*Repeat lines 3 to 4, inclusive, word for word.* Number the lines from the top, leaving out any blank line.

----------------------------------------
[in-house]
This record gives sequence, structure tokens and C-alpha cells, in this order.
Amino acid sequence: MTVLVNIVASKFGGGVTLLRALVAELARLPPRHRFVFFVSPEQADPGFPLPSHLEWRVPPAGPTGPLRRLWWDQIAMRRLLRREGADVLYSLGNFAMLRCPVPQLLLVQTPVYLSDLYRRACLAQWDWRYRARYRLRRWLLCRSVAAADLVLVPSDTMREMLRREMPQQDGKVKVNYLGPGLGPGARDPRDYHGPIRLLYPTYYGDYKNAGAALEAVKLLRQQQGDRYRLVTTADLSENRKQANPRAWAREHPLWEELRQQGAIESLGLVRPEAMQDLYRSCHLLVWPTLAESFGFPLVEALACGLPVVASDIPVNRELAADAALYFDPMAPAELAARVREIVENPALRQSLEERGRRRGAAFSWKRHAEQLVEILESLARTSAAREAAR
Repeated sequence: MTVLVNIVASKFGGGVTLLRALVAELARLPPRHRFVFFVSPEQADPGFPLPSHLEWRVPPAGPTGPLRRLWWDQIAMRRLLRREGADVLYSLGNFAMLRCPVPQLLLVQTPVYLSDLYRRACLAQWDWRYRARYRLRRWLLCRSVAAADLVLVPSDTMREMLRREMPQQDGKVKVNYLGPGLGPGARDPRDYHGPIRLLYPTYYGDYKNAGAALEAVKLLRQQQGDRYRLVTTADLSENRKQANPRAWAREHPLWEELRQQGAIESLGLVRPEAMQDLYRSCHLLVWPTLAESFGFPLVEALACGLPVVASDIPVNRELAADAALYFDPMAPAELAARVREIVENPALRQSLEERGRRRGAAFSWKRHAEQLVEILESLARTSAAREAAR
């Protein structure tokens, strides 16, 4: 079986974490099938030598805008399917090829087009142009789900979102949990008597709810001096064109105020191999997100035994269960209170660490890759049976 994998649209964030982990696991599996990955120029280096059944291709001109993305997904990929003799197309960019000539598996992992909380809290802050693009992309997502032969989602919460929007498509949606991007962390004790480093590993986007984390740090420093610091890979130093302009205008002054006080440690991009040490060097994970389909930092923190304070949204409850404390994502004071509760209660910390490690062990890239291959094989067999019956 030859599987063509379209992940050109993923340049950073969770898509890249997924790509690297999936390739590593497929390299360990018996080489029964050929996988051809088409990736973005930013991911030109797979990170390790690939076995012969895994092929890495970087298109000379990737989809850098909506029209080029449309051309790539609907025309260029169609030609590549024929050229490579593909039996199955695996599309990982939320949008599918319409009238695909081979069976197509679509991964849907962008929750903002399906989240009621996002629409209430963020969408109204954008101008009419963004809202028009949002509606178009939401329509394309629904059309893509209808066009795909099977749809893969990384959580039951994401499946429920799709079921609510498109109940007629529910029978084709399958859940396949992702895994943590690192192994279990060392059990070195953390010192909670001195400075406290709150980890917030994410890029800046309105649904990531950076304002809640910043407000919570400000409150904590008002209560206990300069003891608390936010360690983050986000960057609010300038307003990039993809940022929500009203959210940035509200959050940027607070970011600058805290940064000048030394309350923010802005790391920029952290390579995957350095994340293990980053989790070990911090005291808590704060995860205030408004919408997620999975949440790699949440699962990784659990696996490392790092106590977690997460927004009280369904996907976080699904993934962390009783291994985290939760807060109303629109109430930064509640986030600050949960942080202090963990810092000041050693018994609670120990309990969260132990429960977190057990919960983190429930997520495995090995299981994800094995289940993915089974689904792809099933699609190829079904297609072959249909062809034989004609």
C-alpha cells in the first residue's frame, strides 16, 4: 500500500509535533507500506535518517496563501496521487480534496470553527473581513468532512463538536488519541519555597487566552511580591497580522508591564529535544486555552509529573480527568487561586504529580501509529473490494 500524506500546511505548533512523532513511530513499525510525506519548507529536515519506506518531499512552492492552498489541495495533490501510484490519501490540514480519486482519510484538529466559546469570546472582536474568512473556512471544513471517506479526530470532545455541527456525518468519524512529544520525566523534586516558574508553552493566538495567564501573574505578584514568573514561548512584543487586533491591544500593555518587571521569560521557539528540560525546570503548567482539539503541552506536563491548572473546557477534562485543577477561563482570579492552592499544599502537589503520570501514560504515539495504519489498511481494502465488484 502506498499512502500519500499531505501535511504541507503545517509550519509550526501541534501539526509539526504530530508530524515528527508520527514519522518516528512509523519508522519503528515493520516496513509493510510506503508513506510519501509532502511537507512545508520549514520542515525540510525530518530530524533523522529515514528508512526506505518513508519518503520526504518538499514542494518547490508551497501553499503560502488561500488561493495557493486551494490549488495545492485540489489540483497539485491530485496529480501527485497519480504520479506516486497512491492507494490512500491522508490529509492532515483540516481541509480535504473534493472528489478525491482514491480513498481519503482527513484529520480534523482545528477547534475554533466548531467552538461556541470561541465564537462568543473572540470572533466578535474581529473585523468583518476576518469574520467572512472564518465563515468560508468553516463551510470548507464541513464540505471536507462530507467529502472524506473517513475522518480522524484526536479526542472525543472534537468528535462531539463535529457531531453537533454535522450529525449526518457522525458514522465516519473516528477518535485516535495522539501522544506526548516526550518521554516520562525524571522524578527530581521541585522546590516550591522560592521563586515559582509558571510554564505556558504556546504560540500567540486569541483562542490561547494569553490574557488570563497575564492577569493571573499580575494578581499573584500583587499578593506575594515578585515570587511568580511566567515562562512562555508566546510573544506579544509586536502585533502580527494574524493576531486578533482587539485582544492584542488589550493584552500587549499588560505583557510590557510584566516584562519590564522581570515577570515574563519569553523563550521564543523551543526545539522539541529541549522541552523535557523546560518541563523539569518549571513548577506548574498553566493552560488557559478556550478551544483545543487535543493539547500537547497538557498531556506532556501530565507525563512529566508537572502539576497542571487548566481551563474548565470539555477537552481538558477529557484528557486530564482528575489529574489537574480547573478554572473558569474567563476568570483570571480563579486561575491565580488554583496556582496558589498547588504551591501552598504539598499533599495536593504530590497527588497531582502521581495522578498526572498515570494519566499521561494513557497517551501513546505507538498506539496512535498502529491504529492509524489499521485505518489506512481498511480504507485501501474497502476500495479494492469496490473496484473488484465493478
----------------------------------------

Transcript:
Amino acid sequence: MTVLVNIVASKFGGGVTLLRALVAELARLPPRHRFVFFVSPEQADPGFPLPSHLEWRVPPAGPTGPLRRLWWDQIAMRRLLRREGADVLYSLGNFAMLRCPVPQLLLVQTPVYLSDLYRRACLAQWDWRYRARYRLRRWLLCRSVAAADLVLVPSDTMREMLRREMPQQDGKVKVNYLGPGLGPGARDPRDYHGPIRLLYPTYYGDYKNAGAALEAVKLLRQQQGDRYRLVTTADLSENRKQANPRAWAREHPLWEELRQQGAIESLGLVRPEAMQDLYRSCHLLVWPTLAESFGFPLVEALACGLPVVASDIPVNRELAADAALYFDPMAPAELAARVREIVENPALRQSLEERGRRRGAAFSWKRHAEQLVEILESLARTSAAREAAR
Repeated sequence: MTVLVNIVASKFGGGVTLLRALVAELARLPPRHRFVFFVSPEQADPGFPLPSHLEWRVPPAGPTGPLRRLWWDQIAMRRLLRREGADVLYSLGNFAMLRCPVPQLLLVQTPVYLSDLYRRACLAQWDWRYRARYRLRRWLLCRSVAAADLVLVPSDTMREMLRREMPQQDGKVKVNYLGPGLGPGARDPRDYHGPIRLLYPTYYGDYKNAGAALEAVKLLRQQQGDRYRLVTTADLSENRKQANPRAWAREHPLWEELRQQGAIESLGLVRPEAMQDLYRSCHLLVWPTLAESFGFPLVEALACGLPVVASDIPVNRELAADAALYFDPMAPAELAARVREIVENPALRQSLEERGRRRGAAFSWKRHAEQLVEILESLARTSAAREAAR